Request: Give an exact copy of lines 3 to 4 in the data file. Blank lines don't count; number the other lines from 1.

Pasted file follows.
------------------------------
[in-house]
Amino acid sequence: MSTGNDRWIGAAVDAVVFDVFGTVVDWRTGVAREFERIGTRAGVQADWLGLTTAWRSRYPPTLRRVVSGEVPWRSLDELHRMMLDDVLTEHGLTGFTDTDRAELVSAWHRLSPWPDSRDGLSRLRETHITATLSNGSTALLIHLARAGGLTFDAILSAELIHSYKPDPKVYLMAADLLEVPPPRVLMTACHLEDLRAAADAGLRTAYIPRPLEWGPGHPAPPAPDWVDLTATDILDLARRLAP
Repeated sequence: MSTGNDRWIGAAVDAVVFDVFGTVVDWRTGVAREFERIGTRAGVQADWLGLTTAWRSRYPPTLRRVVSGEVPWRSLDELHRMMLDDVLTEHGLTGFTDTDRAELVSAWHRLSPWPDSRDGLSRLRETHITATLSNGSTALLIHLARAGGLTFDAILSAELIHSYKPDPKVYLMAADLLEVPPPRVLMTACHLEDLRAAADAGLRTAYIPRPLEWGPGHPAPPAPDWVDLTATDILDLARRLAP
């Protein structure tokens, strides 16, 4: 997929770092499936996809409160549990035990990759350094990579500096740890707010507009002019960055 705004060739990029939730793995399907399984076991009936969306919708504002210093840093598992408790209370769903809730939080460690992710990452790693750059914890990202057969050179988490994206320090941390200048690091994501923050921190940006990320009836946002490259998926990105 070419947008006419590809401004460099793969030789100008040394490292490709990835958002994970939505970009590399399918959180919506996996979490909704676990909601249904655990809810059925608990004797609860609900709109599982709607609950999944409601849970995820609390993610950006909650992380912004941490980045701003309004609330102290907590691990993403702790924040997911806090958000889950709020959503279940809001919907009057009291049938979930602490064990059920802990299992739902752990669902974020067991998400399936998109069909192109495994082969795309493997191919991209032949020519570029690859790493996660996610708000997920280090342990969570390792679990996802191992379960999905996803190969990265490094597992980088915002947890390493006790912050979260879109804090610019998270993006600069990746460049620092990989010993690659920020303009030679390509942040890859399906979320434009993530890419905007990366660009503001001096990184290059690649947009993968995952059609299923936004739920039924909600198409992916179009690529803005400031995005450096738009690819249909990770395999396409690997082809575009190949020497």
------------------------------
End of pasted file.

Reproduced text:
Repeated sequence: MSTGNDRWIGAAVDAVVFDVFGTVVDWRTGVAREFERIGTRAGVQADWLGLTTAWRSRYPPTLRRVVSGEVPWRSLDELHRMMLDDVLTEHGLTGFTDTDRAELVSAWHRLSPWPDSRDGLSRLRETHITATLSNGSTALLIHLARAGGLTFDAILSAELIHSYKPDPKVYLMAADLLEVPPPRVLMTACHLEDLRAAADAGLRTAYIPRPLEWGPGHPAPPAPDWVDLTATDILDLARRLAP
């Protein structure tokens, strides 16, 4: 997929770092499936996809409160549990035990990759350094990579500096740890707010507009002019960055 705004060739990029939730793995399907399984076991009936969306919708504002210093840093598992408790209370769903809730939080460690992710990452790693750059914890990202057969050179988490994206320090941390200048690091994501923050921190940006990320009836946002490259998926990105 070419947008006419590809401004460099793969030789100008040394490292490709990835958002994970939505970009590399399918959180919506996996979490909704676990909601249904655990809810059925608990004797609860609900709109599982709607609950999944409601849970995820609390993610950006909650992380912004941490980045701003309004609330102290907590691990993403702790924040997911806090958000889950709020959503279940809001919907009057009291049938979930602490064990059920802990299992739902752990669902974020067991998400399936998109069909192109495994082969795309493997191919991209032949020519570029690859790493996660996610708000997920280090342990969570390792679990996802191992379960999905996803190969990265490094597992980088915002947890390493006790912050979260879109804090610019998270993006600069990746460049620092990989010993690659920020303009030679390509942040890859399906979320434009993530890419905007990366660009503001001096990184290059690649947009993968995952059609299923936004739920039924909600198409992916179009690529803005400031995005450096738009690819249909990770395999396409690997082809575009190949020497």